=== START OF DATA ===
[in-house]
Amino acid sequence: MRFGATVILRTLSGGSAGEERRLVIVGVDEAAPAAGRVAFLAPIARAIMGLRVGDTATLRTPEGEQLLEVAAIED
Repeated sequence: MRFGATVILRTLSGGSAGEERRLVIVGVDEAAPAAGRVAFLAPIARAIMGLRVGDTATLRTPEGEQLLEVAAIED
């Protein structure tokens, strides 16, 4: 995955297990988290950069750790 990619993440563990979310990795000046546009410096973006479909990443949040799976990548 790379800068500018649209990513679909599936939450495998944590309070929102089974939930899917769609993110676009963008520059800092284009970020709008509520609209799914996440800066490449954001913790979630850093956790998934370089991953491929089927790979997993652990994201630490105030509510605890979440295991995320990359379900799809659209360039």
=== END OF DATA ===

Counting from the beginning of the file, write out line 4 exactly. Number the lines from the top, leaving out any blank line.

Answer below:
């Protein structure tokens, strides 16, 4: 995955297990988290950069750790 990619993440563990979310990795000046546009410096973006479909990443949040799976990548 790379800068500018649209990513679909599936939450495998944590309070929102089974939930899917769609993110676009963008520059800092284009970020709008509520609209799914996440800066490449954001913790979630850093956790998934370089991953491929089927790979997993652990994201630490105030509510605890979440295991995320990359379900799809659209360039």